I recently blogged about changes to the Florida Child Support Guidelines that are going to be effective in January of 2011. This particular subject has hit a nerve with many of my readers and also generated quite a few questions. As a result, here are some answers to some of the questions that were posted as a result of the new law regarding child support and what constitutes substantial contact for purposes of credits in a child support calculation.
1. Many people questioned whether or not this law is something that will help or hurt children. To answer this question, I think that we don't have enough data to know whether this law is going to have a negative impact on children. As a practicing attorney with many clients going through divorce, I have seen first hand issues with respect to time-sharing that are specifically related to whether or not someone is going to get the substantial contact credit. I see both sides of the agrument and don't know whether or not this is going to have a big impact on cases settling or people coming out of the woodwork asking for their statutory reductions. True, someone is going to get less child support as a result of this change in the law, but my hope would be that the payor parent will be more willing to help out in other financial ways like school supplies, clothing, and extra-curricular activities as a result of this reduction.
2. The statute does not specifically address extracurricular activities, however, there is a trend, at least in Central Florida to make all agreed upon extracurricular activities shared between the parties and that no party can unreasonably withhold their consent for monetary reasons. I suggest that all parties request that this be put in their Final Judgments and certainly address it in your parenting plan if you and your spouse are coming to a full agreement.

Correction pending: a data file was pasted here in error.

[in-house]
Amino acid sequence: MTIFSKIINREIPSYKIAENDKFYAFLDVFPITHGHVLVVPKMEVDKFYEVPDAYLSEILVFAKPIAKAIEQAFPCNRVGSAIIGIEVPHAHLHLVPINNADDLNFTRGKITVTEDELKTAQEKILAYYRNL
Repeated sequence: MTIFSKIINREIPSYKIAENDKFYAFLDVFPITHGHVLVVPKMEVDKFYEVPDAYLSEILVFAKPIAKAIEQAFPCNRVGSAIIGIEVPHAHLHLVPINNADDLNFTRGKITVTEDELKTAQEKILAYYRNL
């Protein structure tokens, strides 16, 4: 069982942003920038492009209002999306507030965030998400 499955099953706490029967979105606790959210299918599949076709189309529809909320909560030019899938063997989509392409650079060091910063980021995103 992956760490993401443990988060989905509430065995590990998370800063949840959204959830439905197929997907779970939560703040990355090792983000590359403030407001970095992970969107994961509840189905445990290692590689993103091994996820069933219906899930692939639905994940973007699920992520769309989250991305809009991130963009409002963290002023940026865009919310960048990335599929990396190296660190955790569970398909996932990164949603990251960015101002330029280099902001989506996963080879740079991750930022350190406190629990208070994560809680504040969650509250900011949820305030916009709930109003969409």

3. Daycare and summer camp expenses should always be a part of child support and addressed by a judge. One of the other changes that is going to go into effect is that childcare is no longer reduced by 25%. If you are paying 100% of the daycare, this will be factored into your child support award or obligation.
4. If you want to get this substantial contact reduction, you need to file the appropriate paperwork with the Court, which
I believe would be a Supplemental Petition to Modify. It is something that you can do on your own by getting the appropriate papers online or from your local courthouse.
If you would like more information or have a specific question, please feel free to email me at firstname.lastname@example.org.
Thursday, September 30, 2010
Thursday, September 2, 2010
I was reading an article recently about a father whose daughter was taken out of the country by his ex-wife and his efforts to have his daughter returned to him here in Florida. What was staggering to me in that article was a statistic from The National Center for Missing and Exploited Children which stated that in 2009 there were 1621 children that were wrongfully taken out of United States by a parent and of those 1621 children, only 436 were returned. I have had clients in the past that had legitimate concerns about a spouse taking their children out of the country without their permission. If a child is taken to a foreign country, it seems that there is less than a 30% chance that the child will make his/her way back to America. That is a scary statistic. Therefore, if you have a spouse who is from another country and you have legitimate fears that he/she may make an effort to remove your child from the United States, make sure that you have possession of your child's passport and don't give the other parent permission to take your child out of the country. While it is unlikely that a parent would have success getting the child out of the country without the other parent's consent, if the parent wishing to move to another country with the child is successful, the likelihood of getting the child back is very low. In many cases, its better to be safe than sorry when it comes to issues such as these.